I really dislike meetings. I’m not sure why, but the very word ‘meeting’ makes me feel like i'm putting on a corporate straightjacket and entering the business world of the 1980’s. I really love working with people. So, i’ve come to the conclusion that, really, perhaps all we need to do, to abolish meetings, is simply to ban the word from usage. Meeting is a tedious word. It is laden with officious, bureaucratic meaning and formal overtones that simply don't have a place the collaborative and rapidly-changing environments we work in today. The word is woefully inadequate to describe the different functions and styles of people getting together to ‘work’ together on something.
There are masterclasses on how to ‘run successful meetings’, ‘get the most of of meetings’ but this old school, formalized, one-size-fits-all gathering seems to have little to do with a rapidly evolving open style of working. To borrow another 80’s era cliche - the Eskimo-Aleut languages, so we are led to believe, have many words, or contexts, for snow. In the milder climates, we perhaps only need one, or maybe a handful to describe these subtle gradients of weather and how they impact our lives. But in every organization i’ve worked in, i’ve found that ‘meetings’ suffer from this inadequacy in terms of generalization - and there is no getting away from them. I simply wish they were more descriptive.
If you open up your work calendar, you are likely to see blocks of various kinds of meetings, one on one, team updates, interviews, strategic long term, short term, mid-term. All kinds and gradients of interactions with team members, or clients, or service providers, which each require you to wear a different hat, or adjust your behaviour according to the situation.
What if, in order to help the participants in these events be more excited, and even more engaged in these varied gatherings, the word 'meeting' was abolished, and replaced instead with something more fun, more nuanced, more inspirational?
A couple of alternative names i’ve been using and having fun with…
Session (Borrowed from the musical meaning, whereby musicians get together to Jam on ideas together)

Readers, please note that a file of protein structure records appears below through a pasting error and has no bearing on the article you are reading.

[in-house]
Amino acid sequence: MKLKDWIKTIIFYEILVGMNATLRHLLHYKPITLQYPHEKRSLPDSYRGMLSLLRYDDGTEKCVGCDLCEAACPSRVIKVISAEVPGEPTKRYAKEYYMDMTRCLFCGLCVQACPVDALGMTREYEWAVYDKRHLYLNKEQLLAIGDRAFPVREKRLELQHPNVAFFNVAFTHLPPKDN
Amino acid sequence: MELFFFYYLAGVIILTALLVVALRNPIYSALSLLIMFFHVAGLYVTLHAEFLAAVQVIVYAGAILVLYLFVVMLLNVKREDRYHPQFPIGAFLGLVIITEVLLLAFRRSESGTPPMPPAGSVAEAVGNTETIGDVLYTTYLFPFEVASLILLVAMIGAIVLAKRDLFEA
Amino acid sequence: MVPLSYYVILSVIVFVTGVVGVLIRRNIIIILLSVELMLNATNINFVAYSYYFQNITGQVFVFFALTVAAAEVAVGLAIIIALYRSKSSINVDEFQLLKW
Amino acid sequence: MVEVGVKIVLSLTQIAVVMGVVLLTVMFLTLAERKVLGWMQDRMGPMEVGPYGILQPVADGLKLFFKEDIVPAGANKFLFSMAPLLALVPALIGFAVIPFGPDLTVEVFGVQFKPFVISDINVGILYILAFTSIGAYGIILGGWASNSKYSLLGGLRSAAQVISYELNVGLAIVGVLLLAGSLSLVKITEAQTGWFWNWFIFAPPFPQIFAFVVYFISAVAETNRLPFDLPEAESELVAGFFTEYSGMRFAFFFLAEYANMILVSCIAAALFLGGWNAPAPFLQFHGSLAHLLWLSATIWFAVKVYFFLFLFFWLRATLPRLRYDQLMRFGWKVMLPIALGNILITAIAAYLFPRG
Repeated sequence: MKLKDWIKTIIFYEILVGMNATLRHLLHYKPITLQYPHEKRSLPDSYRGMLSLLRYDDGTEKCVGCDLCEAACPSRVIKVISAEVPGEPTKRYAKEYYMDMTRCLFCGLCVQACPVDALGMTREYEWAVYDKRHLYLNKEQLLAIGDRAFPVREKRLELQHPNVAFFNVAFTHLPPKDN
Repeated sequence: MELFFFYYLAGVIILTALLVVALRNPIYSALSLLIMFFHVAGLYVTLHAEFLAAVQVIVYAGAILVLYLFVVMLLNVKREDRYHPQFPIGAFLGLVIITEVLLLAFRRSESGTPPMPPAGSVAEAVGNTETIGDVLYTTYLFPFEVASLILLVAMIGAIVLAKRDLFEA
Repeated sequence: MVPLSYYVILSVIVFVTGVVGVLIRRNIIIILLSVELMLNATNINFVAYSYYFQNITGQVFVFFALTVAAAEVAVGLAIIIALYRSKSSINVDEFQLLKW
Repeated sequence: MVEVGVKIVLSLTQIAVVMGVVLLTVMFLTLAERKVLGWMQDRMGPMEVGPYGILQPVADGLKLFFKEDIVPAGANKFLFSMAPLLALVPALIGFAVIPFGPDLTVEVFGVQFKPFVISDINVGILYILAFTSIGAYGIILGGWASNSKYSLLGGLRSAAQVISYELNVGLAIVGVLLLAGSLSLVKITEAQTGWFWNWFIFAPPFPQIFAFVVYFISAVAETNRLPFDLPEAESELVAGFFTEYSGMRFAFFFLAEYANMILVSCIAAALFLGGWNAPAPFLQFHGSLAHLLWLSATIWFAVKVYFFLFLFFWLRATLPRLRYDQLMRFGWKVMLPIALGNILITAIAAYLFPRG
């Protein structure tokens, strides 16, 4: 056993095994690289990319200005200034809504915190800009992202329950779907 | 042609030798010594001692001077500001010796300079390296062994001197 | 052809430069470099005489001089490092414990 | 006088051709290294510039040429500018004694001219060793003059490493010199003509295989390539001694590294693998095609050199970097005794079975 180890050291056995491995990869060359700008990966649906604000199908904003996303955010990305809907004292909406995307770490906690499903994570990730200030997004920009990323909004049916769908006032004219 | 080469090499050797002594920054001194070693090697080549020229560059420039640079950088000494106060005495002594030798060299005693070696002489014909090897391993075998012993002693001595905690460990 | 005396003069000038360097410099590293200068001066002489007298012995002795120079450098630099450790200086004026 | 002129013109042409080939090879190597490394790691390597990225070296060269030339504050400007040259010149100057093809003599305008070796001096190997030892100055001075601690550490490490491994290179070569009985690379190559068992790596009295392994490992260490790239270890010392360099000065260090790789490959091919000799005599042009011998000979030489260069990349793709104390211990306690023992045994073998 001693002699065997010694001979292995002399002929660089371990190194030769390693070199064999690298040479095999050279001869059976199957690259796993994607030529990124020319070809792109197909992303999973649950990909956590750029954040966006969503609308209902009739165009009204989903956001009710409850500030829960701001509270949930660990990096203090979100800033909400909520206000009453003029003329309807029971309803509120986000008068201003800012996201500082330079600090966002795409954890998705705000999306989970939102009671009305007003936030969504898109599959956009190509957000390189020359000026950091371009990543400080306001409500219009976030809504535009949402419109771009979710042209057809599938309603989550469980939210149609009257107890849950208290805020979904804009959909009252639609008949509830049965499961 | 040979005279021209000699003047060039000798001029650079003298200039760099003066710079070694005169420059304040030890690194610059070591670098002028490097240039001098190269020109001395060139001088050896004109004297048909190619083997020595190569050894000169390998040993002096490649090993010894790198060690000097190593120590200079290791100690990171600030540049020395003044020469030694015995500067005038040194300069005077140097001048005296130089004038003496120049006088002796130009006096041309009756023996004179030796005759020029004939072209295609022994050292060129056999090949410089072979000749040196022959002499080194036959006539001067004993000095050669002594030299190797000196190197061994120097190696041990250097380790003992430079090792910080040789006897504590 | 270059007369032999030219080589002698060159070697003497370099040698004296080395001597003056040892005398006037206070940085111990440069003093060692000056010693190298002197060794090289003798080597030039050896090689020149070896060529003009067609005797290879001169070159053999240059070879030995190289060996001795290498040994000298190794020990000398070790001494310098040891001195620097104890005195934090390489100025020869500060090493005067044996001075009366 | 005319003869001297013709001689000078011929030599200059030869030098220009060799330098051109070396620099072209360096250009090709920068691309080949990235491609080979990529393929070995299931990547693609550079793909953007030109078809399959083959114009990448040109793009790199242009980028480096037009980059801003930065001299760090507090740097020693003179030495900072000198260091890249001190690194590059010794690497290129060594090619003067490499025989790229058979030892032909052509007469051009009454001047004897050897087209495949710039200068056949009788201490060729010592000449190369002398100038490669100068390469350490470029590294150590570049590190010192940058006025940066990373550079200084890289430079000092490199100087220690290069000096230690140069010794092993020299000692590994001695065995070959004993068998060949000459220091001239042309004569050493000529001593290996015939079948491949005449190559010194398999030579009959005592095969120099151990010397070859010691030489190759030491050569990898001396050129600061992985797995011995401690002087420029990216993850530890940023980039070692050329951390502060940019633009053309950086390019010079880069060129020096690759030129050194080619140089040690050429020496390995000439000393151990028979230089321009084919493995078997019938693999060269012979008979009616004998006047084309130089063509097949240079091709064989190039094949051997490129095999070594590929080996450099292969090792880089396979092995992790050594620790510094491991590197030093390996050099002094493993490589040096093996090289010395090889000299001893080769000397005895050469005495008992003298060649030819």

When I have someone sit down at my desk and we work together on something, often for a half-hour, or an hour or maybe two, this feels session-like. Especially if it is something we are likely to repeat (iterative) many times until the project is complete. This kind of work can be creative idea sessions, or more especially a process of iteration where one person is ‘driving’ the computer and tools, while the other is providing feedback and offering ideas. This can be working on sound or art assets directly, or it can be looking together at schedules and spreadsheets (A planning ‘session’).
Hootenanny (Scottish word meaning celebration or party)
Because I work in game development, larger gatherings need to feel fun, and often be propelled by a sense of achievement, celebration and constructive, inclusive problem solving. I think the word for this kind of ‘meet’ is an excellent one for setting the tone for either a larger departmental or team meet.
Some other ideas (suggested by Damian Kastbauer and Randy Coppinger)
Confab (informal private discussion)
Hang, Happening or Rave (feels pretty informal, not sure exactly how i'd apply it, but it would be a fun thing to have in the calendar!)
Powow or BigTime (different offices, teams or developer conference and/or celebration)
Parley (focussed discussion between two or more groups, programmers and designers for example)
Rally (Team wide, off-site, strategic)
Update / Gathering / Bulletin (regular large-scale team updates)
This hack might just be a small part of a larger strategy in your organization to redefine the 'meeting'. The desired effect here is one of eliminating unnecessary ‘meetings’ by keeping them descriptive, functional, and specific to the activity required. The secondary goal, is to simply take that boring, jaded, business-like association of people in suits sitting around a conference table playing politics, and re-invent the contexts and meanings of co-ordinated and organized (or uncoordinated and deliberately unorganized) people-centric events.
I’d love to hear any other ideas for expanding the vocabulary of human interaction in the workplace.
Thanks to Damian Kastbauer and Randy Coppinger for their ideas on re-naming these gatherings.